On Friday, January 3, 2014.KYAQ(91.7 FM in Siletz, Oregon) went on the air and made way for the people of Lincoln County to shape their first local non-commercial radio station.
Bridget Wolfe, past Board President of Firebare, the station’s sponsoring non-profit, said, “This is a gift to the community, a gathering spot for everyone on the Central Coast to share our wealth of intellectual and artistic resources. The airwaves are crucial to our area, often the only way people can know what is going on.”
Wolfe said, “In the spring of 2007, my husband John Crawford and I decided to mark his birthday with a trip to Ashland to hear Amy Goodman speak. John and I had lived in Los Angeles before moving to the Oregon Coast and were avid KPFK listeners and supporters. We were frustrated by the lack of alternative voices in the area. We met people in Ashland who had similar concerns; listening to Amy inspired us, and we decided to make community radio here in Lincoln County a reality.”
A local non-profit, Firebare, signed on as sponsor and, with the help and guidance of the Prometheus Radio Project, the group applied for a radio frequency. Firebare was initially rated second among eight competing applicants. In 2011, when the number one applicant withdrew, Firebare was issued its FCC construction permit to build a station, with a three-year deadline.
Community members, individuals and institutions, artists and musicians, belly dancers and a salsa DJ, all pitched in to raise money. Local artists collaborated to create a video for an Indiegogo campaign and designed the station’s “Find Your Voice” posters, “to increase public awareness of KYAQ and how it will promote democracy, be a home to free expression, stimulate investigation of new ideas and become Lincoln County’s premier creative outlet.” National support came from Amy Goodman and Mike Malloy who called in during station fundraisers and David Barsamian of Alternative Radio who spoke at a local event. (Barsamian spoke again at a KYAQ event last fall.)
Some six to eight months into this process, Crawford met Alan Searle. Searle recalls, “I was standing in line at the feed store when I ran into Firebare Board Member John Crawford.” Said Wolfe, “It was a once-in-a-lifetime opportunity. We could not have done it without Alan.”
Searle, who had 30 years experience as a broadcast journalist, including positions with both Minnesota Public Radio and Free Speech Radio News, knew the ropes. He says, “From the onset, we demonstrated what an engaged community station can do.” KYAQ operated as an internet station and broadcast live local music events, and also maintained a news, information and opinion website. During the early years, the website promoted the station project with construction updates, video commentaries from locals as well as national personalities.
Then, finally, came January 3, 2014; and, with some 14 hours of grace time before the FCC construction permit expired, KYAQ went on the air and began regular broadcast operations. Locally produced programs cover the gamut from environmental news and interviews, community affairs, political news, cooking, LGBTQ issues, Spanish language news Native American issues, and music, lots of music. KYAQ now has eight music programs created by local volunteers. Programming typically is talk, news, and educational shows during the day and music at night. Sunday afternoon features several Spanish language news and music programs, and Native American programming.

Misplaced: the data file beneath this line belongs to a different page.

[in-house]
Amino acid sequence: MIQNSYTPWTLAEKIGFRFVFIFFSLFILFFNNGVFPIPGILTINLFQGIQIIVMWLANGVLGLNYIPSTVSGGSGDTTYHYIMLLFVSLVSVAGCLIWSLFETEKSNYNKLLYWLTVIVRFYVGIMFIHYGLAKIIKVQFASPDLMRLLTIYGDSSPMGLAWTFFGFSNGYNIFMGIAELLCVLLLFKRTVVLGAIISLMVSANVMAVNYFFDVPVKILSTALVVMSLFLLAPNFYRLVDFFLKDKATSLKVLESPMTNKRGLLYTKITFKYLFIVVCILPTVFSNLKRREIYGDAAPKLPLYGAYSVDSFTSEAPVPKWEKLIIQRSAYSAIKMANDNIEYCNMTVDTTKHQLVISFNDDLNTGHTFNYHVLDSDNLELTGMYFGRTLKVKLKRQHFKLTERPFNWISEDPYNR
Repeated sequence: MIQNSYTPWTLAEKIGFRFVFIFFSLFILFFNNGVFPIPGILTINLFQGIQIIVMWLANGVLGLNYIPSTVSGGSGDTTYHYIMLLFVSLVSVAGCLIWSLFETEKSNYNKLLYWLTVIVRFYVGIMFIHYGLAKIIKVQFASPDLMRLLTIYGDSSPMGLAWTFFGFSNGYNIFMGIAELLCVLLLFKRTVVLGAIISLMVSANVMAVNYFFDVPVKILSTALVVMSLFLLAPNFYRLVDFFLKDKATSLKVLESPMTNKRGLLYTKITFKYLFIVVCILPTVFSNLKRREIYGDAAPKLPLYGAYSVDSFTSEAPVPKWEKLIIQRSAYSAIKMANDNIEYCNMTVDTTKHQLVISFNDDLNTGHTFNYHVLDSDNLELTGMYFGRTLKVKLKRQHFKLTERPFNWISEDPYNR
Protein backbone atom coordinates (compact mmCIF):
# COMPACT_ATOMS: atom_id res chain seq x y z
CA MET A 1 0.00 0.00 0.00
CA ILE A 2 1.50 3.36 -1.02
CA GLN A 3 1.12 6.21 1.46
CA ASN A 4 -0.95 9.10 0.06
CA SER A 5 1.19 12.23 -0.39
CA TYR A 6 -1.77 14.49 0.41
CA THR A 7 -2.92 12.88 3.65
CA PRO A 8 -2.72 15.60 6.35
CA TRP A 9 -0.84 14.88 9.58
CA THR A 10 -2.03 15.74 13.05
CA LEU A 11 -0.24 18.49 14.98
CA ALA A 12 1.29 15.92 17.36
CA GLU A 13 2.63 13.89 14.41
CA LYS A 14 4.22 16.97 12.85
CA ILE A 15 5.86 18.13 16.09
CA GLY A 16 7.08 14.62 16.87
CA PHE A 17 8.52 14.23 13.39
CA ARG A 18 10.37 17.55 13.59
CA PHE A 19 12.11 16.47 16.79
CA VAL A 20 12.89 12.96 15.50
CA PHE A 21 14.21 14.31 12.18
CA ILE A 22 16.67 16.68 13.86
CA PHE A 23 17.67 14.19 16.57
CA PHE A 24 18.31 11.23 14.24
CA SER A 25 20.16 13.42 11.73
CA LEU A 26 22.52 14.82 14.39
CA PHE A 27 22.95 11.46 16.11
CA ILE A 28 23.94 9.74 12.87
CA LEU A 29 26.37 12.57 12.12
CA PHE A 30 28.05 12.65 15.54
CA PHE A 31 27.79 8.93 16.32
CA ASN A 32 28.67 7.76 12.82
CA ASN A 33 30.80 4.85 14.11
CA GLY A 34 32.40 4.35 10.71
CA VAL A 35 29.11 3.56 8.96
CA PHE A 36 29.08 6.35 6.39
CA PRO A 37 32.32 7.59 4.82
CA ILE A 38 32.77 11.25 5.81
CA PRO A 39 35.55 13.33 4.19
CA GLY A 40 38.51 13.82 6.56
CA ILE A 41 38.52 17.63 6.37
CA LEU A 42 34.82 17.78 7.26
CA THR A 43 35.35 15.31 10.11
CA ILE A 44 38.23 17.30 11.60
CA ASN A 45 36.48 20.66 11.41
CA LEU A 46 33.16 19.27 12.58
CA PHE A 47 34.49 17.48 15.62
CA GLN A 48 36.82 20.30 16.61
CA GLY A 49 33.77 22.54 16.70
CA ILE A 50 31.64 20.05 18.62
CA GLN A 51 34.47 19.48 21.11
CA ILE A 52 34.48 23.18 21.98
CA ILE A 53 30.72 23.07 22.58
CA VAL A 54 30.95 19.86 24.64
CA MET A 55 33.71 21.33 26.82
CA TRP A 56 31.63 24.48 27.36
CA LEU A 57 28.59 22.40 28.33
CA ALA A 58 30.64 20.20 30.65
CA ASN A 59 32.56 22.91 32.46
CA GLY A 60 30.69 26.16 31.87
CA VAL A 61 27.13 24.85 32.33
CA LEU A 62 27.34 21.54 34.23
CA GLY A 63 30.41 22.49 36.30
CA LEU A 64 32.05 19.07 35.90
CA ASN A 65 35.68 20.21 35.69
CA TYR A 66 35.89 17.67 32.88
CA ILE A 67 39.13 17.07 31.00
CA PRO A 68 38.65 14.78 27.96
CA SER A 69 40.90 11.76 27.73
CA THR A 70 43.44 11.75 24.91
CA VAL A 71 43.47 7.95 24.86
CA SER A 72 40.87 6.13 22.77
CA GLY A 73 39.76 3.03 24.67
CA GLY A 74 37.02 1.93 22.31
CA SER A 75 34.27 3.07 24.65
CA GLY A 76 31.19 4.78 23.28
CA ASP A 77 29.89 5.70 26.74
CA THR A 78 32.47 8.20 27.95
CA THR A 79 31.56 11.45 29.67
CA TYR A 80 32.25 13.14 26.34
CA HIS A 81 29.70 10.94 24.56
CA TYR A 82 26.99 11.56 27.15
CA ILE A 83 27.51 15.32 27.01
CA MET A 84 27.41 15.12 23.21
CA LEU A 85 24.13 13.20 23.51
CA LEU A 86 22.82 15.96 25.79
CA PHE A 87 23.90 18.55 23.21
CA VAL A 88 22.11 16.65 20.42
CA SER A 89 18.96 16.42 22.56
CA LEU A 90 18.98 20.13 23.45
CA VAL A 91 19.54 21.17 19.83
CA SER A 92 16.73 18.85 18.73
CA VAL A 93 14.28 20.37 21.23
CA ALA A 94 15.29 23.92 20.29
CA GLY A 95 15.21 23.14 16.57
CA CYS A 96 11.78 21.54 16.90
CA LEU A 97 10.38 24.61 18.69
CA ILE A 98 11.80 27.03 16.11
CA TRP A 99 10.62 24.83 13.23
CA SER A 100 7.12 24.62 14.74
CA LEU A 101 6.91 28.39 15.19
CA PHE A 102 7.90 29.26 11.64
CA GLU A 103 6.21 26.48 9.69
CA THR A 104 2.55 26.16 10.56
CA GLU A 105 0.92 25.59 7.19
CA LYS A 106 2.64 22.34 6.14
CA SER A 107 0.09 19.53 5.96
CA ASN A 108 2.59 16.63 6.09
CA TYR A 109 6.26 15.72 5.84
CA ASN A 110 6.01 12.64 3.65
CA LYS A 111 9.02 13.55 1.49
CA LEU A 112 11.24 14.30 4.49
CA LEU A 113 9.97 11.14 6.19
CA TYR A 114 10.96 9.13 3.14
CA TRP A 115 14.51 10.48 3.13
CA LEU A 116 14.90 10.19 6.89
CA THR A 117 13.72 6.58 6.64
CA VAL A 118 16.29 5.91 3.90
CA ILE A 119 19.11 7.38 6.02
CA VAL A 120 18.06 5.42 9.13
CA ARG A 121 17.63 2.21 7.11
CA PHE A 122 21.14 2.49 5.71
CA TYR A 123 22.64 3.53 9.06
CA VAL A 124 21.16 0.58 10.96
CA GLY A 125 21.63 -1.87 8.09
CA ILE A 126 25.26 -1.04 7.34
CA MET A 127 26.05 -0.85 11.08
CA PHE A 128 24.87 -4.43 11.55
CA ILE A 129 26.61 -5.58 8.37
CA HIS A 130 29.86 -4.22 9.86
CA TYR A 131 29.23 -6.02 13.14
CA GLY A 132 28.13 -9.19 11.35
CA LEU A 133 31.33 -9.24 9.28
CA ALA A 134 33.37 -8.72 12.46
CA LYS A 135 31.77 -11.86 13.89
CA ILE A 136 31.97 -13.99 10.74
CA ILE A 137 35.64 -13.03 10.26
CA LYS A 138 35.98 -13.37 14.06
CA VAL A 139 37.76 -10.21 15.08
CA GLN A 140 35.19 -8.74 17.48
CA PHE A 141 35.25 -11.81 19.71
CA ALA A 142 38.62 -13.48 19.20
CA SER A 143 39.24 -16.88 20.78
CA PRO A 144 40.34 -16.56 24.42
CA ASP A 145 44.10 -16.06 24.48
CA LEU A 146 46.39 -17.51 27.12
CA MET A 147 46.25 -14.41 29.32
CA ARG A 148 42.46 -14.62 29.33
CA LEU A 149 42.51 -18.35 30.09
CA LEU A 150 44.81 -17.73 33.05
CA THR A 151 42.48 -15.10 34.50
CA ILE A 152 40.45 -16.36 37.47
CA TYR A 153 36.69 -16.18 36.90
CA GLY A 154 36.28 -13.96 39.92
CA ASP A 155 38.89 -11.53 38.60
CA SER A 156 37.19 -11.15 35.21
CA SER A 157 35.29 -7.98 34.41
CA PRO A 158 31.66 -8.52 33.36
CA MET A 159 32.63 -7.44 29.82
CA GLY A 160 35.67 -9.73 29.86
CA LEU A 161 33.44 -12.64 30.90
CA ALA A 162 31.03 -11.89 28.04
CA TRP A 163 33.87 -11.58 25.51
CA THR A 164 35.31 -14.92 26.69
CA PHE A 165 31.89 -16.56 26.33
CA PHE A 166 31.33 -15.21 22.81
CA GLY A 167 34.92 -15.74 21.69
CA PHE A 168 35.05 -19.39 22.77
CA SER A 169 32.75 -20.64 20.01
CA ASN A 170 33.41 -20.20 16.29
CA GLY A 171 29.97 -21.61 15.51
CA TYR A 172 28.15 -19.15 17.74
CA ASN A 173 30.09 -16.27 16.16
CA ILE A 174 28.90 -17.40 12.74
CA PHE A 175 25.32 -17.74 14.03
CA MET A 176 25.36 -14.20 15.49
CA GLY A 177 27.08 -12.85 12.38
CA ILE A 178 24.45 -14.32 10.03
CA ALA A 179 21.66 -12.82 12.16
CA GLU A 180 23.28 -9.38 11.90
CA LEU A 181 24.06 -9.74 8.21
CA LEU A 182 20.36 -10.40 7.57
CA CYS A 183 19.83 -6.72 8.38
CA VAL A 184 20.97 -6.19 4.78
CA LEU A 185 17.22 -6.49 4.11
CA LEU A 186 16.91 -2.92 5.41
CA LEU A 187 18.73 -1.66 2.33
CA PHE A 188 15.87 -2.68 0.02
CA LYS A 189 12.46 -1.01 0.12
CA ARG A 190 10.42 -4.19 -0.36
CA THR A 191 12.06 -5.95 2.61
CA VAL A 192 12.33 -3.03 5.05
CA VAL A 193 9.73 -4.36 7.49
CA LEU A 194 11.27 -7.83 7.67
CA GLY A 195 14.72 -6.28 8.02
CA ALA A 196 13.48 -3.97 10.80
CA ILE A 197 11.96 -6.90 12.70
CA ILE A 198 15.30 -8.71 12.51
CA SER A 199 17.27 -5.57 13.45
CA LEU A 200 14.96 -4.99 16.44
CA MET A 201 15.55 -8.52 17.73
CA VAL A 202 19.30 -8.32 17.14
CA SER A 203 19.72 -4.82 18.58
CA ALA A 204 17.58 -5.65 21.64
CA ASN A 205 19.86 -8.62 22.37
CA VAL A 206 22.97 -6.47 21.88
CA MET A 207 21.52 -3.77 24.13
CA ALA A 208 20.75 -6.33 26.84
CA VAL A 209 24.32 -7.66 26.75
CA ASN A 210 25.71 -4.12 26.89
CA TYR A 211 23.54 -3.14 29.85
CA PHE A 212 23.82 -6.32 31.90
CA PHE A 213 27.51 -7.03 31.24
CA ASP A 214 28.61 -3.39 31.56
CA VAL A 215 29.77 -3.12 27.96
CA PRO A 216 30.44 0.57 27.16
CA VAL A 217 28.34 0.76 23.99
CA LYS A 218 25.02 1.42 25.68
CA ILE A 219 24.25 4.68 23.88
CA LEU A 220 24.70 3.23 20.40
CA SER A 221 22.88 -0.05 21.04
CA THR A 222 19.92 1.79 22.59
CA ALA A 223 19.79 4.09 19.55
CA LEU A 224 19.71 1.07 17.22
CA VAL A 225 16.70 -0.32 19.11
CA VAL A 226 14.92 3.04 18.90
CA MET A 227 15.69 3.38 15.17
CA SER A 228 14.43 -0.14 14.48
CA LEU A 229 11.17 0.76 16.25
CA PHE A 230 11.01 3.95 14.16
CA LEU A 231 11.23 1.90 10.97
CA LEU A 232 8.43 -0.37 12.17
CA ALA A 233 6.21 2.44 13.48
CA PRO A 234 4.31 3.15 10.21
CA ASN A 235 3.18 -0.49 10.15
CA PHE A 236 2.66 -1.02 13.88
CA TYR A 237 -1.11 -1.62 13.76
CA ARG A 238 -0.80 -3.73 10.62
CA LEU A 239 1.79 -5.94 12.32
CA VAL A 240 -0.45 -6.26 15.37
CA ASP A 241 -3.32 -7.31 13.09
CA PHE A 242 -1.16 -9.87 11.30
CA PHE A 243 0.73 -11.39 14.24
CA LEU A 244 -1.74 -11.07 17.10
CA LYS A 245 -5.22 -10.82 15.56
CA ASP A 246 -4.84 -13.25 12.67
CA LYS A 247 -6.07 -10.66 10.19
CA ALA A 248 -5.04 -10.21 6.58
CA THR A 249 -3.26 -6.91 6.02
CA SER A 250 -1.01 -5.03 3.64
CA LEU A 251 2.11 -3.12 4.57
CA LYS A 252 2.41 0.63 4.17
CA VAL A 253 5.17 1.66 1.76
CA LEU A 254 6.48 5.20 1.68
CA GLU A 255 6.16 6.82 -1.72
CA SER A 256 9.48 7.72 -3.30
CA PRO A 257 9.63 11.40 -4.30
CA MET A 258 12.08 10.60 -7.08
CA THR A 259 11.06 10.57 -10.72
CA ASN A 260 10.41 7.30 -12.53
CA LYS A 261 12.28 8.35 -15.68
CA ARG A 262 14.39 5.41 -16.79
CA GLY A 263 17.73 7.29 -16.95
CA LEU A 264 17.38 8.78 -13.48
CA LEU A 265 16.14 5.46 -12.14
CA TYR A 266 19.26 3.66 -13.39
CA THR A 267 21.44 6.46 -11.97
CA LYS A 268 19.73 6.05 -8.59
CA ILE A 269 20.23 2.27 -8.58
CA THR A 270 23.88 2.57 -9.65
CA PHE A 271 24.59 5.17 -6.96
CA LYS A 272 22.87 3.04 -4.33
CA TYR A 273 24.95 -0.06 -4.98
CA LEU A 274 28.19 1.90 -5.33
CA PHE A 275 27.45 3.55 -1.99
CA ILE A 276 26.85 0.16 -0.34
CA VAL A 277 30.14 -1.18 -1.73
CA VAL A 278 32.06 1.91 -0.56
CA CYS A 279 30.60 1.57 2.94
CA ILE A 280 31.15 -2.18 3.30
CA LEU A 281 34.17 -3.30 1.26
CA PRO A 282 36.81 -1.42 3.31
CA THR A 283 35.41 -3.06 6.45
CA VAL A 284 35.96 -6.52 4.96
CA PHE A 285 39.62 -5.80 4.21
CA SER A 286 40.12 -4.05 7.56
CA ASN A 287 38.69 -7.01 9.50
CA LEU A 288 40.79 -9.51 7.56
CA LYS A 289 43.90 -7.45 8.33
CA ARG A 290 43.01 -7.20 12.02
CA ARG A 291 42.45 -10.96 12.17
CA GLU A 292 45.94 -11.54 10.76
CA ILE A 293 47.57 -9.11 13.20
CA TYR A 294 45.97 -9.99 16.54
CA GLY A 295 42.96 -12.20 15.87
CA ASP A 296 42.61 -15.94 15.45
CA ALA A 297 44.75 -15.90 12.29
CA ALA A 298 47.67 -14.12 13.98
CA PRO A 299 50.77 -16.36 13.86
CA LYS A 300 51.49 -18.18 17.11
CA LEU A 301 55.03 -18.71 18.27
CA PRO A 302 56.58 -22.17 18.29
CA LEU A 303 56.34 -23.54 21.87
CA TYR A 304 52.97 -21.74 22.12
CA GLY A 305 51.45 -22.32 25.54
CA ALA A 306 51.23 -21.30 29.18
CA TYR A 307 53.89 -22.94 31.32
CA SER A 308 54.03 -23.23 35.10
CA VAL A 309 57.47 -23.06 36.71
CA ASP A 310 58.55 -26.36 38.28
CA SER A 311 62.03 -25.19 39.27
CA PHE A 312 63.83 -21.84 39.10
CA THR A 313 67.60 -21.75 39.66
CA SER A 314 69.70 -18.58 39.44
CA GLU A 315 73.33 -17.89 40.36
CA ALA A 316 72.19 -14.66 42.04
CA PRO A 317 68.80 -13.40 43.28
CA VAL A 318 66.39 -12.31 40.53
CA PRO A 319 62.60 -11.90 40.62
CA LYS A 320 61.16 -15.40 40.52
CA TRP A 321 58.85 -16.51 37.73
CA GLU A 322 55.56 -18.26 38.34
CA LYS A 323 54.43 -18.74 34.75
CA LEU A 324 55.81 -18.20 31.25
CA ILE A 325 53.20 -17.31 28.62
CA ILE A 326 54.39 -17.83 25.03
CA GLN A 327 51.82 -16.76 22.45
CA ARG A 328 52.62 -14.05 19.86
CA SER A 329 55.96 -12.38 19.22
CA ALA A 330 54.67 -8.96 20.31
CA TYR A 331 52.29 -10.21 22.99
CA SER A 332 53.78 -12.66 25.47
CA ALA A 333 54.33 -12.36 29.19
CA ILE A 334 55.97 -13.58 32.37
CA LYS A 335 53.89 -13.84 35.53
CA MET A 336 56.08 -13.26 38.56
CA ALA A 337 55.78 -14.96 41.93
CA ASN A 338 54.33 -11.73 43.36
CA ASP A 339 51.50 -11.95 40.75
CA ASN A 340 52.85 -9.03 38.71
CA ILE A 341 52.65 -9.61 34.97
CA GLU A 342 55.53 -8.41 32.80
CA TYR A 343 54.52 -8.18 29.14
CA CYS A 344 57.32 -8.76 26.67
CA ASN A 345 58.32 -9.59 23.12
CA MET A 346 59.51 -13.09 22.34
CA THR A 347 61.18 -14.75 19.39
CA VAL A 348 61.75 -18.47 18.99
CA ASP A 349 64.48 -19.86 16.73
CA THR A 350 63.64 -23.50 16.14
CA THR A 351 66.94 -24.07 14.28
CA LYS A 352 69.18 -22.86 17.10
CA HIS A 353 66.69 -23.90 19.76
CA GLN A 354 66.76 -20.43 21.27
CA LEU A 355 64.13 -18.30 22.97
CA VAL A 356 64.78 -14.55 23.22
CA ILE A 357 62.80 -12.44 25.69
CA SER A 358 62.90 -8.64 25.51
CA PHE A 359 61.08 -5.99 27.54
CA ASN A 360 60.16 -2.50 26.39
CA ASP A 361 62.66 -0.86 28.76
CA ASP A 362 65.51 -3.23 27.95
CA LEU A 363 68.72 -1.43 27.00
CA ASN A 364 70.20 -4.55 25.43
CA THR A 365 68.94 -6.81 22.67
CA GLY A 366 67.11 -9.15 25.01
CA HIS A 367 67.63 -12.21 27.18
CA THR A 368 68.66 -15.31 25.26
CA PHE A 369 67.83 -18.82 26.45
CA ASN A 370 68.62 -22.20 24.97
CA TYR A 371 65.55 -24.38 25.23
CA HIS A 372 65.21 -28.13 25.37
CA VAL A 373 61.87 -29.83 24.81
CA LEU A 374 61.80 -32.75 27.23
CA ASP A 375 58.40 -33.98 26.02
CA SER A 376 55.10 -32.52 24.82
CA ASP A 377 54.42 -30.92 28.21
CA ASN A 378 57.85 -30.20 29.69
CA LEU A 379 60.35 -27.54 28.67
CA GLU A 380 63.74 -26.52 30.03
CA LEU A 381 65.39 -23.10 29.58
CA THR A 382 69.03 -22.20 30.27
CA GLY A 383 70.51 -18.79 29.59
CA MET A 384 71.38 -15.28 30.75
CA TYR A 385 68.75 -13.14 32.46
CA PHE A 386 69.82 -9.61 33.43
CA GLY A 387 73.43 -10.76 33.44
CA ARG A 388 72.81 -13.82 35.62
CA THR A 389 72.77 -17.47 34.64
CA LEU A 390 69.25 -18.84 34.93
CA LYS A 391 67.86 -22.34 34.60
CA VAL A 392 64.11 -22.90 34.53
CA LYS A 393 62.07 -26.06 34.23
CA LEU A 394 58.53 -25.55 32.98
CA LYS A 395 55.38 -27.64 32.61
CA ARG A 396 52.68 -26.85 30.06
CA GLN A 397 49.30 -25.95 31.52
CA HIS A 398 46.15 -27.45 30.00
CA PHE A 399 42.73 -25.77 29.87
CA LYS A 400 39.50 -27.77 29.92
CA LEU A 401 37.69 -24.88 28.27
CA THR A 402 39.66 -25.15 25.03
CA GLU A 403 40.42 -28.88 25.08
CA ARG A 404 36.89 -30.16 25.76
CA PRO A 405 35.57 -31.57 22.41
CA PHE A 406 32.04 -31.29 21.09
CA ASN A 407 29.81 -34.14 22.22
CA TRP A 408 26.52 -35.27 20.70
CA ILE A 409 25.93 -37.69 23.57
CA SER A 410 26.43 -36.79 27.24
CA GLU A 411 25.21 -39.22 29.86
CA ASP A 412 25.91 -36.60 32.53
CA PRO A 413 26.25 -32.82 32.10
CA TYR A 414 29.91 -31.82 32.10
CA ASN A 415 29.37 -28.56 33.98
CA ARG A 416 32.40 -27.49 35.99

The station is completely volunteer run, and maintaining sufficient operating revenue has been challenging, as is typical with start-up community radio stations. After several years of operating losses, the station found itself $15,000 in debt. Over the last few years, the community stepped up with generous donations and the station has now retired most of its outstanding debt, but the financial challenge continues.
KYAQ’s annual pledge and membership drive is scheduled for August 16th through the 19th, with two days of special live programming, followed by two days of broadcasting music live from the Toledo Wooden Boat Show.
Thursday and Friday, August 16th and 17th, KYAQ’s local radio program hosts will be doing live broadcasts, interspersed with personal messages from community supporters. The goal is to add at least 20 new sustaining members, who will pledge a monthly donation of $10 or more.
On Saturday and Sunday, August 18th and 19th, the station will broadcast live from the Toledo Wooden Boat Show at Toledo’s waterfront park, bringing great musical acts to the airwaves for the enjoyment of all. KYAQ will have a vendor booth at the Boat Show where they will take donations and memberships, and many of the local show producers will be on hand to chat with the public.
An exciting new feature this year is an online silent auction. Beginning August 16th and ending August 19th, the public can go to the website at www.KYAQ.org and bid on all the wonderful products and services that have been generously donated by local people and businesses. There are sure to be things in the silent auction that will appeal to every taste.
Lincoln County’s only community radio station has grown to become a hub of information and education. The community calendar at www.KYAQ.org is filled with local events. Interviews with local people active in the environment, community service, politics and education abound. KYAQ has come a long way but it is just getting started. With the help of the community, the little radio station that could aims to fulfill its primary mission: “ to strengthen the fabric of our community by weaving together vital threads of news, information, science, music, and art, creating an environment rich with surprise and discovery.”